Northern cod stocks off Newfoundland suffered a steep decline over the last year, with Fisheries official finding the species has a lower survival rate and will likely continue to decease in the coming year.
The bleak findings were part of a report released Friday that said the stock dropped 30 per cent over the last year in the fishing area known as 2J3KL that stretches from southern Labrador to below the Avalon peninsula.
Fisheries biologist Karen Dwyer said there was a large increase in the species’ natural mortality, or deaths due to factors other than fishing. That includes warming water temperatures and decreases in their food sources, such as shrimp and capelin.
“We have fish that are in poor condition and all those things taken together indicate that something in the ecosystem is happening to cause these mortality levels,” she said in an interview.
“They could be starving, they looked skinny, they’re just not healthy fish. … (The ecosystem) is in flux at the moment.”
Dwyer said survival rates have shifted from 70 per cent in 2016 to 48 per cent in 2017.
The cod stock remains in what Fisheries calls a “critical zone.” The department said the stock had been showing improvement since 2012 with ups and downs along the way, but posted a sharp overall drop last year.
“It’s the biggest blip we’ve seen,” Dwyer said.
Still, she said the harvest rate continued to climb in the last several years, suggesting there needs to be a renewed call for low catch rates.
Catches in 2015 were 4,400 tonnes, 10,000 tonnes in 2016 and 13,000 tonnes last year in the stewardship and sentinel cod fisheries, along with bycatch.
“The precuationary approach requires that removals from all sources must be kept at the lowest possible level until the stock clears the critical zone,” she said in a briefing presented in St. John’s.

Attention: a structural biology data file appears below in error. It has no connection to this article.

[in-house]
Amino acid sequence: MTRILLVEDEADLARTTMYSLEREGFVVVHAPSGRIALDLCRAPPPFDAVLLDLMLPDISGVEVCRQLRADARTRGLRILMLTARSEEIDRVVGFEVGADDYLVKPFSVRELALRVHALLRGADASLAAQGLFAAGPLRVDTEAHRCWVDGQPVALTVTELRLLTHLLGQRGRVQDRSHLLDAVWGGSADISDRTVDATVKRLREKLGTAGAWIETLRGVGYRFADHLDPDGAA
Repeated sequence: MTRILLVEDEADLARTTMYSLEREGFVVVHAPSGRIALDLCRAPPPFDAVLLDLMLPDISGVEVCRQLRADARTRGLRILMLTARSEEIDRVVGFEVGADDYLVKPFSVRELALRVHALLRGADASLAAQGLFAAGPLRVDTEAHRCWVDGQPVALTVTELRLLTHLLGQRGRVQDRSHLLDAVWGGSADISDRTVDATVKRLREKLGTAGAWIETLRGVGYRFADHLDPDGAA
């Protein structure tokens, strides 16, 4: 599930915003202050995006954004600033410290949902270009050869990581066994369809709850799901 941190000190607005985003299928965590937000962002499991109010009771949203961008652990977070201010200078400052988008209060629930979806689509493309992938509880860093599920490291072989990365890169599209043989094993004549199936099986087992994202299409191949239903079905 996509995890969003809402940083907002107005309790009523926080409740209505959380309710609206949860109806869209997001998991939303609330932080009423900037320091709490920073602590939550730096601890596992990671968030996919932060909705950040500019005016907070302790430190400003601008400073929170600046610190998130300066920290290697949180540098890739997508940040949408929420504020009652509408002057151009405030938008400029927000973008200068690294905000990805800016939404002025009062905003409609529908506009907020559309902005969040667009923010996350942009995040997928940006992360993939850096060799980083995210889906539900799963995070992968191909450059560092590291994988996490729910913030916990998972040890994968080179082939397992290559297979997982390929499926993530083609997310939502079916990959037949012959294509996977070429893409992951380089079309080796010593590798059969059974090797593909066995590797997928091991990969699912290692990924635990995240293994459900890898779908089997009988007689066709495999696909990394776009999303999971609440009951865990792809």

Sigrid Kuehnemund of the World Wildlife Fund’s ocean’s program said more data is needed to provide an accurate picture of the stock health.
“DFO has to be precautionary … and the information DFO science has about the stock shows these declines, so you would expect to see an associated decline in fishing rates,” she said from St. John’s.
The latest estimates are a blow to fishermen who have watched with anticipation as scientists have tracked slow, gradual improvements in the stock health over the last decade.
A federal report last year said cod stocks continued to grow, but were still in the critical zone. It also warned that catches should be kept to the lowest possible levels for now as a precaution.
The report immediately prompted the union representing fishermen and plant workers to push for an expansion of the relatively small commercial cod fishery, saying it would not stunt the growth.
At the time, Dwyer said that while total biomass was up seven per cent from 2015 to 2016, stocks were still well below what would be needed to sustain larger-scale fishing.
Dwyer said people should not lose hope for the recovery of the fishery despite the latest findings.
“I would reiterate caution and patience,” she added.
The commercial fishery was placed under a moratorium in 1992, a move that threw thousands of people out of work and sparked angry protests.
The moratorium was initially to last two years, but stocks have been slow to rebound. A fishery that had sustained the island and its outports for more than 400 years had collapsed due to a combination of factors including mismanagement, overfishing and climate change.